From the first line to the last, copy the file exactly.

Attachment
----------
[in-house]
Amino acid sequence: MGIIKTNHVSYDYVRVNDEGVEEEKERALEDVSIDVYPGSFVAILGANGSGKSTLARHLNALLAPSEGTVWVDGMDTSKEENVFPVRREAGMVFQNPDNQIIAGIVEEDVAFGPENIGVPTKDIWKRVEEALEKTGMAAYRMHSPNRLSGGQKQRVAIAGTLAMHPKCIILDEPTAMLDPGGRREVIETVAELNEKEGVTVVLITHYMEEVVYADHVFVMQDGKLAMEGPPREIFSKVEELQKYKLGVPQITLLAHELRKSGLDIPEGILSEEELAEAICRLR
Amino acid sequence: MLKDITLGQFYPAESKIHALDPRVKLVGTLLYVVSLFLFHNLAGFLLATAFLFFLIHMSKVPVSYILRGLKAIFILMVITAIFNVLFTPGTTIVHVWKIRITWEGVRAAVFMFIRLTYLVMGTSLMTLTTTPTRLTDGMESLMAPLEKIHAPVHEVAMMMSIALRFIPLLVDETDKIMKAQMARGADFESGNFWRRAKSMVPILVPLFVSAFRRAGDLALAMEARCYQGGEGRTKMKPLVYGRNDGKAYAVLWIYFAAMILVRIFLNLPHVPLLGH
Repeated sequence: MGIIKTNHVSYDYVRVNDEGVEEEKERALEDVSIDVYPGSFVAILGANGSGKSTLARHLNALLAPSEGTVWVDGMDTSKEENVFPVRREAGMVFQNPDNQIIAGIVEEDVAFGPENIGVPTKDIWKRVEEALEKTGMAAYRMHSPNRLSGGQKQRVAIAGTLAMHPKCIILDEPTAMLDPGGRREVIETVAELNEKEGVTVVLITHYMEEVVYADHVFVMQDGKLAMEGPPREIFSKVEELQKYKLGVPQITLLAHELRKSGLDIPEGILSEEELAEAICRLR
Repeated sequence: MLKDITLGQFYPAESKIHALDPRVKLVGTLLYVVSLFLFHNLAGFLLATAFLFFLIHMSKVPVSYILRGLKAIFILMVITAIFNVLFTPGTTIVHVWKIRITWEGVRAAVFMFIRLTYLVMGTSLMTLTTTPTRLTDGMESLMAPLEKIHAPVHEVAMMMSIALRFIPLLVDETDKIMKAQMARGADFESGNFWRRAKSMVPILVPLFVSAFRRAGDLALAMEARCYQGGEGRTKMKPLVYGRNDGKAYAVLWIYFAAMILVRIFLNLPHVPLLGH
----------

[in-house]
Amino acid sequence: MGIIKTNHVSYDYVRVNDEGVEEEKERALEDVSIDVYPGSFVAILGANGSGKSTLARHLNALLAPSEGTVWVDGMDTSKEENVFPVRREAGMVFQNPDNQIIAGIVEEDVAFGPENIGVPTKDIWKRVEEALEKTGMAAYRMHSPNRLSGGQKQRVAIAGTLAMHPKCIILDEPTAMLDPGGRREVIETVAELNEKEGVTVVLITHYMEEVVYADHVFVMQDGKLAMEGPPREIFSKVEELQKYKLGVPQITLLAHELRKSGLDIPEGILSEEELAEAICRLR
Amino acid sequence: MLKDITLGQFYPAESKIHALDPRVKLVGTLLYVVSLFLFHNLAGFLLATAFLFFLIHMSKVPVSYILRGLKAIFILMVITAIFNVLFTPGTTIVHVWKIRITWEGVRAAVFMFIRLTYLVMGTSLMTLTTTPTRLTDGMESLMAPLEKIHAPVHEVAMMMSIALRFIPLLVDETDKIMKAQMARGADFESGNFWRRAKSMVPILVPLFVSAFRRAGDLALAMEARCYQGGEGRTKMKPLVYGRNDGKAYAVLWIYFAAMILVRIFLNLPHVPLLGH
Repeated sequence: MGIIKTNHVSYDYVRVNDEGVEEEKERALEDVSIDVYPGSFVAILGANGSGKSTLARHLNALLAPSEGTVWVDGMDTSKEENVFPVRREAGMVFQNPDNQIIAGIVEEDVAFGPENIGVPTKDIWKRVEEALEKTGMAAYRMHSPNRLSGGQKQRVAIAGTLAMHPKCIILDEPTAMLDPGGRREVIETVAELNEKEGVTVVLITHYMEEVVYADHVFVMQDGKLAMEGPPREIFSKVEELQKYKLGVPQITLLAHELRKSGLDIPEGILSEEELAEAICRLR
Repeated sequence: MLKDITLGQFYPAESKIHALDPRVKLVGTLLYVVSLFLFHNLAGFLLATAFLFFLIHMSKVPVSYILRGLKAIFILMVITAIFNVLFTPGTTIVHVWKIRITWEGVRAAVFMFIRLTYLVMGTSLMTLTTTPTRLTDGMESLMAPLEKIHAPVHEVAMMMSIALRFIPLLVDETDKIMKAQMARGADFESGNFWRRAKSMVPILVPLFVSAFRRAGDLALAMEARCYQGGEGRTKMKPLVYGRNDGKAYAVLWIYFAAMILVRIFLNLPHVPLLGH